UKIPO to appeal High Court decision: are AI inventions patentable?
In November 2023 the High Court, in Emotional Perception AI Ltd v Comptroller-General of Patents, Designs and Trade Marks  EWHC 2948 (Ch), found that artificial neural networks (ANNs) should not be excluded from patent protection as “a program for a computer…as such”.
The UK Intellectual Property Office (UKIPO) has now updated the manual of patent practice to reflect this judgment. The new practice notes read, at section 1.39.4, that “[T]he High Court held that an ANN, whether implemented in hardware or software, was not a program for a computer, so the claimed invention involving a particular method of training and using an ANN did not invoke the computer program exclusion [under section 1(2) UPKA]. Nonetheless, the judge also considered whether the trained ANN was capable of being an external technical effect, and accepted that it is capable. This prevented the computer program exclusion from applying to the remainder of the invention. Following the Emotional Perception judgment, examiners should not use the program for a computer exclusion to object to inventions involving ANNs”.
This is a very welcome development given that AI is an increasingly significant area of innovation, both in terms of the AI systems themselves and also their applications; historically the UK has been seen as a more restrictive jurisdiction for such applications than the European Patent Office (EPO), despite their theoretical alignment, and this decision significantly rectifies that.
However, it has almost immediately been undermined by the UKIPO’s recent announcement that it has requested and has been granted leave to appeal the decision at the Court of Appeal.
Given the generally positive reception to the original judgment by most parties, the motivations for doing so are as yet unknown but will no doubt be made clear once the appeal commences. In the meantime, the new practice guidance remains in force and UKIPO examiners are applying it to examination.
With regard to the appeal, Sir Antony Mann’s reasoning in the High Court judgment seemed straightforward, and can be summarised as follows:
The statutory exclusion is to a program for a computer as such. This therefore obviously requires both a program, and a computer. The judge noted that for a hardware implementation of an artificial neural network, the artificial neural network may be treated as an (unconventional) computer, but when it operated there was no program as such because no person had given a set of instructions to the computer to do what it does; it is operating according to something that it has learned itself.
In the case of an emulated artificial neural network (software simulating the operation of an artificial neural network), the judge then said “I do not see why the same should not apply to the emulated ANN. It is not implementing code given to it by a human. The structure, in terms of the emulation of uneducated nodes and layers, may well be the result of programming, but that is just the equivalent of the hardware ANN. The actual operation of those nodes and layers inter se is not given to those elements by a human. It is created by the ANN itself...It seems to me that it is appropriate to look at the emulated ANN as, in substance, operating at a different level (albeit metaphorically) from the underlying software on the computer, and it is operating in the same way as the hardware ANN. If the latter is not operating a program then neither is the emulation.”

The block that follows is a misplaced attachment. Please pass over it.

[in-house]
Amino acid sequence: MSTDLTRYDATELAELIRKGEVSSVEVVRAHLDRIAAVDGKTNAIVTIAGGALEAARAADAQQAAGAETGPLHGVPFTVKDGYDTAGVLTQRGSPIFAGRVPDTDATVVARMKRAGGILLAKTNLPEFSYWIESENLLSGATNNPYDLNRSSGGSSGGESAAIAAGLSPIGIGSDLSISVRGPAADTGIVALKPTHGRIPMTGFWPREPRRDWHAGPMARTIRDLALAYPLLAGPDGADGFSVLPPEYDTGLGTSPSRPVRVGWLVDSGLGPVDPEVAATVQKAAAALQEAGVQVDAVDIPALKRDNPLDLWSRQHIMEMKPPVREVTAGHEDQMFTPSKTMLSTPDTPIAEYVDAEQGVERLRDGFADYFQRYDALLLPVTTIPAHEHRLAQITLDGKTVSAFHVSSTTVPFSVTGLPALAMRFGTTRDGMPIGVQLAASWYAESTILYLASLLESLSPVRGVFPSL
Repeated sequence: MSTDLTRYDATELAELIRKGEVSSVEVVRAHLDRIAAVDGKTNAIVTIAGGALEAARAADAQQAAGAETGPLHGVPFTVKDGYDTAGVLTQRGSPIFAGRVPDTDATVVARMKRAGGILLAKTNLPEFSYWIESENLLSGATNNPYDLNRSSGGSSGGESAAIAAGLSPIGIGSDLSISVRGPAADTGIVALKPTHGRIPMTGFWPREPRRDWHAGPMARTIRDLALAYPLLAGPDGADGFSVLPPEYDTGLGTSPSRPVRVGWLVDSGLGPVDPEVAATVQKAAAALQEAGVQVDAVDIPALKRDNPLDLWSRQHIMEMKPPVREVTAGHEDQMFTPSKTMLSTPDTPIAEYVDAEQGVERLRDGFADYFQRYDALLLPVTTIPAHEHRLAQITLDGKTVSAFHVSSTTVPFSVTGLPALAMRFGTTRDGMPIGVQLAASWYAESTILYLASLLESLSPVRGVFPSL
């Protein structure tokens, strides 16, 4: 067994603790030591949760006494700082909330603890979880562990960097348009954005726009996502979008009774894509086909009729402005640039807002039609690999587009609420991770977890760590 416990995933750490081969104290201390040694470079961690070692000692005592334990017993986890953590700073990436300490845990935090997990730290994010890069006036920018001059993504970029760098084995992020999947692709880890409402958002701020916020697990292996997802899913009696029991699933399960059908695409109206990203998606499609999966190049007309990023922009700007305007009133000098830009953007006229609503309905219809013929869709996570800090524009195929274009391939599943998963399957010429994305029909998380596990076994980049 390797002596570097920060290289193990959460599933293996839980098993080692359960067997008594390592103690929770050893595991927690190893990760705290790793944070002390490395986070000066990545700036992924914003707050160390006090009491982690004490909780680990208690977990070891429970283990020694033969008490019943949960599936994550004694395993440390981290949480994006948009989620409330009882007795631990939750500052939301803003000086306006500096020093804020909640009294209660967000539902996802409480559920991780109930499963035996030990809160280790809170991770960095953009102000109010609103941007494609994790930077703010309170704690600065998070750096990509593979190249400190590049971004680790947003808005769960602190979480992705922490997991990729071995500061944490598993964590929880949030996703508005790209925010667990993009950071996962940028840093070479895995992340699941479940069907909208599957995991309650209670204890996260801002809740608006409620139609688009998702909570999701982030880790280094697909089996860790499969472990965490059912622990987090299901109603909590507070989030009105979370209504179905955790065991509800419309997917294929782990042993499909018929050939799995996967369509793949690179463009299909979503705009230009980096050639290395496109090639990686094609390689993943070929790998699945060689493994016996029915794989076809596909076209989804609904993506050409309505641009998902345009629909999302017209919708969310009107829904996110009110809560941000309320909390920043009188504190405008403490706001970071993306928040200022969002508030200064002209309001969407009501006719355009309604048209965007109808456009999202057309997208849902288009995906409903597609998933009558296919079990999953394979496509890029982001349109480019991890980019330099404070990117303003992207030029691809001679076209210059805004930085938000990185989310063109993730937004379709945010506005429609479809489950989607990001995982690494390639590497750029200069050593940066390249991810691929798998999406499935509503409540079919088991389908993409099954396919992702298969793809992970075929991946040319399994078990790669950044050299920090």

This position strongly echoes our own view as submitted in response to the 2020 UK Government consultation on AI in which D Young & Co’s attorneys argued:
“We also seek to distinguish AIs from computer programs as such. Again, a trained AI embodies an abstraction of data (for example, real-world training data) within its structure, and as such each AI may be considered a new and bespoke form of computer, whether implemented in hardware or emulated in software…At the very least, this should give cause for reconsideration of whether and how the current Symbian signposts are interpreted for AIs”. We also noted “[I]t is our position that an AI is any technology whose output or functionality is at least in part a consequence of training rather than programming…[and hence]…that AIs are a new and unique form of computing…and their interaction with the existing statutory exclusions should be treated…in a different manner to the approach taken with traditional computer programs”.
We hope that the Court of Appeal takes a similar view in due course, and will report on developments when the appeal begins.
Manual of Patent Practice, UK Government: dycip.com/uk-gov-manual-patent-practice